It is impossible to conceive of a world without photographs – a world without illustrations in magazine and newspapers, or a family portrait on a wall. But the development of photography in England can be traced back directly to William Henry Fox Talbot who, as Richard Ovenden told us in his magisterial talk on January 9th, was an extraordinary Victorian pioneer and polymath.
During a visit to Lake Como, in Italy, in 1833, Fox Talbot was unhappy with his lack of success at sketching the scenery. It prompted him to dream up a new machine with light-sensitive paper that would automatically make the sketches for him. On his return to England, he began work on this project at his home, Lacock Abbey, in Wiltshire.
Using fascinating illustrations, Richard - executive head of the Bodleian Libraries, in Oxford - showed how Fox Talbot later invented the calotype process, which was a precursor to the photographic processes of the 19th and 20th centuries. He developed photography as an artistic medium, often exploring light and shade and Richard showed us some of Fox Talbot’s fascinating images of Oxford in the mid-19th Century and also – particularly striking - a view of the River Thames in London before the Houses of Parliament were built. He also recorded remarkable images in Paris and Reading.
Fox Talbot’s work in the 1840s on photo-mechanical reproduction led to the creation of the photoglyphic engraving process – the precursor of photogravure. His contribution is now considered so important that the Bodleian Library embarked on a campaign in December, 2012 to secure the archive and prevent it being broken up.
At Cambridge, Richard told us, Fox Talbot had read classics but later on – between 1822 and 1872 – he contributed many papers to the Royal Society, often on mathematical subjects. But he also studied physics and astronomy, as well as the archaeology and history of Mesopotamia for 20 years, and was among the first to decipher the cuneiform inscriptions of Nineveh. He even served as MP for Chippenham, in Wiltshire, for three years.
Early on, he had begun research on optical processes, which later dove-tailed into his work with photography, experimenting with chemicals to retain images of windows and light at Lacock Abbey. Indeed, an image of a lattice-window at Lacock, taken in August 1835, may have been taken from the oldest negative in existence.
However, Fox Talbot was not alone in his pioneering work. In France, Louis Daguerre exhibited some pictures in January, 1839 – his “Daguerreotypes”, pictures on silver plates - to the French Academy of Sciences. Three weeks later, Fox Talbot reported his “art of photogenic drawing” to the Royal Society. His process based the prints on paper that had been made light-sensitive, rather than bitumen or copper-paper.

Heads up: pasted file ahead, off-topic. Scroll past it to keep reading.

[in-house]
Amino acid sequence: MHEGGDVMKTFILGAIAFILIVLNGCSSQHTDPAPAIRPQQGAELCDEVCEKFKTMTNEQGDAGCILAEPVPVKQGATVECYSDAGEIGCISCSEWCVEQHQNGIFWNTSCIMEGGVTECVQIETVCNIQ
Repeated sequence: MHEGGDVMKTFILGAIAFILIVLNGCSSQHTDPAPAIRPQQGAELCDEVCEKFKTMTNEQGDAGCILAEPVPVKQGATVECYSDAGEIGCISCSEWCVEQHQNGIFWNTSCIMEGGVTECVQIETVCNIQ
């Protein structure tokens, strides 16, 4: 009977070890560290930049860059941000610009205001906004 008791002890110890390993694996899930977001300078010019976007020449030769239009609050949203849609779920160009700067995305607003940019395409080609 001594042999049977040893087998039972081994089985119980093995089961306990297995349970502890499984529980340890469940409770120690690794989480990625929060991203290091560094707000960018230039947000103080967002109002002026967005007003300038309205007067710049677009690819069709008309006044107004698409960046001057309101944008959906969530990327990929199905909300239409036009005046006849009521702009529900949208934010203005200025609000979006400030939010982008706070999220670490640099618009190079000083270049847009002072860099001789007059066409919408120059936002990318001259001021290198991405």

Fox Talbot, added Richard, went on to develop the three primary elements of photography - developing, fixing, and printing. Although simply exposing photographic paper to the light produced an image, it required extremely long exposure times. By accident, he discovered that there was an image after a very short exposure and, although he could not see it, he found that he could chemically develop it into a useful negative.
The image on this negative was then fixed with a chemical solution. This removed the light-sensitive silver and enabled the picture to be viewed in bright light. With the negative image, Fox Talbot realised he could repeat the process of printing from the negative and, consequently, his process could make any number of positive prints, unlike the Daguerreotypes. He called this the “calotype” (later, the “talbotype”) and patented the process in 1841 – although his reluctance to share his knowledge with others lost him some friends.
In 1842, in recognition of his photographic discoveries, he received the Rumford Medal of the Royal Society. Fox Talbot also licensed Henry Collen, the miniature painter, as the first professional calotypist. Fox Talbot's negative-positive process eventually succeeded as the basis for almost all 19th and 20th century photography.
In 1843–44, he set up an establishment in Baker Street, Reading, for the purpose of mass-producing salted paper prints from his calotype negatives. The Reading Establishment (as it was known) also produced prints from other calotypist's negatives and even produced portraits and copy prints at the studio. Talbot’s The Pencil of Nature (1844-46), published in six installments, was the first book with photographic illustrations. Its 24 plates document the beginnings of photography primarily through studies of art objects and architecture.
Just before last August's deadline, Richard told us, the Bodleian reached the £2.2 million needed to secure the archive after liasing with a dealer in New York, who was acting for the family. A large grant of £1.2 million from the National Heritage Memorial Fund gave the appeal a vital boost and there was also a gift of £200,000 from the Art Fund. Last spring, sixteen images by leading contemporary photographers were also donated for sale at Sotheby’s to support the campaign.
Richard suggested that it would take several years to order the Fox Talbot archive - but it would forever provide a rich research recource in Oxford.. About 140 people attended Richard’s talk on a night with ferocious winds – and the heating system came into its own.
“Richard’s brilliantly lucid and informative talk provided a wonderful insight into the work of William Fox Talbot, who is perhaps not quite given the credit he deserves for transforming the way we see the world. To view early photographic images of well-known places in the 1840s – rather than paintings – was, indeed, remarkable. A fascinating start to what will probably be another peerless year of talks in Wootton – Adam Porter, London